Historic Truck Brands


Denning commenced bodying buses in Brisbane in 1958. Denning’s first integral bus – chassis and body – the Monocoach, was launched in 1966. Along with the later Denair and Landseer, it became the dominant long distance coach in Australia.

In 1968, Denning was sold to Leyland Australia. Between 1968 and 1970 it bodied 136 Leyland Panthers for the Brisbane City Council.

In 1970, a plant was opened in Beverley, South Australia to body 292 AEC Swift 691s for the Municipal Tramways Trust in Adelaide. Some Monocoaches were built there before the plant closed in August 1974.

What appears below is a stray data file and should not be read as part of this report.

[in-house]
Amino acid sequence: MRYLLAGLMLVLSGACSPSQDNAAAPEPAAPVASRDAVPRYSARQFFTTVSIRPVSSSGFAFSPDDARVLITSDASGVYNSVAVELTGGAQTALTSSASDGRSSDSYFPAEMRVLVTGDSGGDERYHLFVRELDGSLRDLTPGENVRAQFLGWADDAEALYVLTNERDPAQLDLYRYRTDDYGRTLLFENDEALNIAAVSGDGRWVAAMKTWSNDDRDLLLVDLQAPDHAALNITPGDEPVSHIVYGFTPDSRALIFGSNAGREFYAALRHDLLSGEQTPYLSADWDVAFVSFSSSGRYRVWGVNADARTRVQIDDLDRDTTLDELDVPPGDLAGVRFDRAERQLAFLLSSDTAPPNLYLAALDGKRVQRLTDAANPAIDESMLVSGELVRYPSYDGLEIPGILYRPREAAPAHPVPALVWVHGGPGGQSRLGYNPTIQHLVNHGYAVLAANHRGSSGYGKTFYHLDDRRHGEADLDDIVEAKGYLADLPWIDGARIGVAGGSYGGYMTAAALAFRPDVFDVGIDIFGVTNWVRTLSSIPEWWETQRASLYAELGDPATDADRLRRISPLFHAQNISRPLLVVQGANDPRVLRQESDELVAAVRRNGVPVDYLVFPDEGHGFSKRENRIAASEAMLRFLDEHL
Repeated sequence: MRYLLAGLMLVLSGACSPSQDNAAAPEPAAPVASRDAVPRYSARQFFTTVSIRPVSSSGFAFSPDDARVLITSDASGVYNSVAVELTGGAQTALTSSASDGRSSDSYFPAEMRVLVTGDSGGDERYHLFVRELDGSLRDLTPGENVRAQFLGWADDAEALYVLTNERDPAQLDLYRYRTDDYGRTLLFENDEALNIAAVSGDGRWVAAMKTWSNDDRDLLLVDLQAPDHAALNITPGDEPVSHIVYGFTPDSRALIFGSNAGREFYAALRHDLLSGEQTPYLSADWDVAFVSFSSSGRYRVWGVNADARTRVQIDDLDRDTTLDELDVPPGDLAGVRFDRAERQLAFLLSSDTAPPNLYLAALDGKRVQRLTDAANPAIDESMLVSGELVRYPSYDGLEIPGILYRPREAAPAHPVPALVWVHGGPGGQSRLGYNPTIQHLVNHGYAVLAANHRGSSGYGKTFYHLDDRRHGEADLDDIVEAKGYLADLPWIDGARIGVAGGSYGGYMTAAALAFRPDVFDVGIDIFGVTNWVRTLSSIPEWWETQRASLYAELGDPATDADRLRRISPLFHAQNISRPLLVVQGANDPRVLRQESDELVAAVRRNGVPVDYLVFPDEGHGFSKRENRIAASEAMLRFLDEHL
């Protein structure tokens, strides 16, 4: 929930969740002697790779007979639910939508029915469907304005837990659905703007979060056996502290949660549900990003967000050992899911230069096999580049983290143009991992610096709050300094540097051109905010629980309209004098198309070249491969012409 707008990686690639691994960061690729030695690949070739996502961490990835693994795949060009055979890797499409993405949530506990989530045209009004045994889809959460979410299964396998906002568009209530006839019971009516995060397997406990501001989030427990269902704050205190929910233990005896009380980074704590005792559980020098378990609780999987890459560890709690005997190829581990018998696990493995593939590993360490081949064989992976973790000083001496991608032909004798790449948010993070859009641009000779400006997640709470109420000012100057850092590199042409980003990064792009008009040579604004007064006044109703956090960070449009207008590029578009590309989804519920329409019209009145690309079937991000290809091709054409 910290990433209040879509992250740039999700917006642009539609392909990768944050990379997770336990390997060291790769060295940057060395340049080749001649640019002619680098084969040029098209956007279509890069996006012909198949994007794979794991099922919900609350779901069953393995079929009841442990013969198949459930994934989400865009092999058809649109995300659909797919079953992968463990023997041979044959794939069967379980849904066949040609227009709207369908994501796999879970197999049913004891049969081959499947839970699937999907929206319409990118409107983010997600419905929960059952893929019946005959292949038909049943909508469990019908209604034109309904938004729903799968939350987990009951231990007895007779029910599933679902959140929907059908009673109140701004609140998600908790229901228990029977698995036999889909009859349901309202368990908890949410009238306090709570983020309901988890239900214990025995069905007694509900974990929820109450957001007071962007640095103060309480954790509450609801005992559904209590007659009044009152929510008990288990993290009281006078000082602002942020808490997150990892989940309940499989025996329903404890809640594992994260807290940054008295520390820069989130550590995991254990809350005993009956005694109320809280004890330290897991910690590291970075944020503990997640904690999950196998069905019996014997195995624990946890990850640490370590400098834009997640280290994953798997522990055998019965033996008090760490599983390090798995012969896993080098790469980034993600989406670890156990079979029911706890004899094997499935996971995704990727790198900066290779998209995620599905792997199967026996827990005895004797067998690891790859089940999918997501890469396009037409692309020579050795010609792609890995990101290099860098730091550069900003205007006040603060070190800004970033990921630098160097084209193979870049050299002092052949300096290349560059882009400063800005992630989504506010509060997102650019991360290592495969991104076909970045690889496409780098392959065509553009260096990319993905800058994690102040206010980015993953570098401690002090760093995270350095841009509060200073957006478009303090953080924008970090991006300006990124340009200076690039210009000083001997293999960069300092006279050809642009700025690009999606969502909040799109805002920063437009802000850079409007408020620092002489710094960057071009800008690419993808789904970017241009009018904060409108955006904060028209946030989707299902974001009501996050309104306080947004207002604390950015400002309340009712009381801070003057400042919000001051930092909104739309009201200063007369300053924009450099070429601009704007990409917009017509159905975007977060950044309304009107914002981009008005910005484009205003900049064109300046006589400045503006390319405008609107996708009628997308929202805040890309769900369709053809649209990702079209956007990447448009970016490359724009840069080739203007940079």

In 1979, Denning coaches were assembled under licence in New Zealand by the Mount Cook Group.

In December 1988, Leyland Australia purchased Denning’s biggest competitor in the coach market, Austral from AP Group. Both continued to operate separately until 1990 when the Denning plant in Acacia Ridge was closed and production transferred to the Austral facility in Geebung.

Alan B Denning Co commenced operations supplying body kits for buses assembled in Asia, primarily on Mercedes-Benz chassis in 1994. 

In February 1995 it began bodying buses and coaches for Australian operators. The company was placed in administration in November 2003 and the plant was subsequently purchased by Denning Manufacturing.

Denning Manufacturing was formed in 2004 in a take-over of Alan B Denning’s manufacturing plant. It manufactures integral buses and coaches as well as chassis for bodying by other manufacturers, using Cummins engines.

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